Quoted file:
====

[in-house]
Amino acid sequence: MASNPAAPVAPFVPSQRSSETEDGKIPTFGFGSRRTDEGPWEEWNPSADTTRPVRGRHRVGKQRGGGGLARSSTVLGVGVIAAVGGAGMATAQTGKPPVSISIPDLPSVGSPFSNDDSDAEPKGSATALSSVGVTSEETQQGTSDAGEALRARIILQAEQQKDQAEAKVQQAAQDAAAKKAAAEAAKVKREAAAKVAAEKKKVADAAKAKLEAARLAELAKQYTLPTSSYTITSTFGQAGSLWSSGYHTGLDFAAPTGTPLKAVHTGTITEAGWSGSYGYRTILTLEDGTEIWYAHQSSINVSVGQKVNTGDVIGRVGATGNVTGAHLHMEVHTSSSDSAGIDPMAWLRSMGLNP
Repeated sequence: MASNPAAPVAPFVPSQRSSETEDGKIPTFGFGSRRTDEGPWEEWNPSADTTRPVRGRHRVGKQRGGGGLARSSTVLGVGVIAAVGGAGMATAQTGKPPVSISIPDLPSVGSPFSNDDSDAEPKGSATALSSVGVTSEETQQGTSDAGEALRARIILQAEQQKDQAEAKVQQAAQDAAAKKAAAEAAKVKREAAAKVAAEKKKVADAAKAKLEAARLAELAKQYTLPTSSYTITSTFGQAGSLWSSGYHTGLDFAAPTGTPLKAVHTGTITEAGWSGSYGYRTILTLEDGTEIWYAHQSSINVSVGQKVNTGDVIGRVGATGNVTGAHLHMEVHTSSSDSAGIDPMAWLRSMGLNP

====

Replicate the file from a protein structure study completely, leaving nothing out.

[in-house]
Amino acid sequence: MASNPAAPVAPFVPSQRSSETEDGKIPTFGFGSRRTDEGPWEEWNPSADTTRPVRGRHRVGKQRGGGGLARSSTVLGVGVIAAVGGAGMATAQTGKPPVSISIPDLPSVGSPFSNDDSDAEPKGSATALSSVGVTSEETQQGTSDAGEALRARIILQAEQQKDQAEAKVQQAAQDAAAKKAAAEAAKVKREAAAKVAAEKKKVADAAKAKLEAARLAELAKQYTLPTSSYTITSTFGQAGSLWSSGYHTGLDFAAPTGTPLKAVHTGTITEAGWSGSYGYRTILTLEDGTEIWYAHQSSINVSVGQKVNTGDVIGRVGATGNVTGAHLHMEVHTSSSDSAGIDPMAWLRSMGLNP
Repeated sequence: MASNPAAPVAPFVPSQRSSETEDGKIPTFGFGSRRTDEGPWEEWNPSADTTRPVRGRHRVGKQRGGGGLARSSTVLGVGVIAAVGGAGMATAQTGKPPVSISIPDLPSVGSPFSNDDSDAEPKGSATALSSVGVTSEETQQGTSDAGEALRARIILQAEQQKDQAEAKVQQAAQDAAAKKAAAEAAKVKREAAAKVAAEKKKVADAAKAKLEAARLAELAKQYTLPTSSYTITSTFGQAGSLWSSGYHTGLDFAAPTGTPLKAVHTGTITEAGWSGSYGYRTILTLEDGTEIWYAHQSSINVSVGQKVNTGDVIGRVGATGNVTGAHLHMEVHTSSSDSAGIDPMAWLRSMGLNP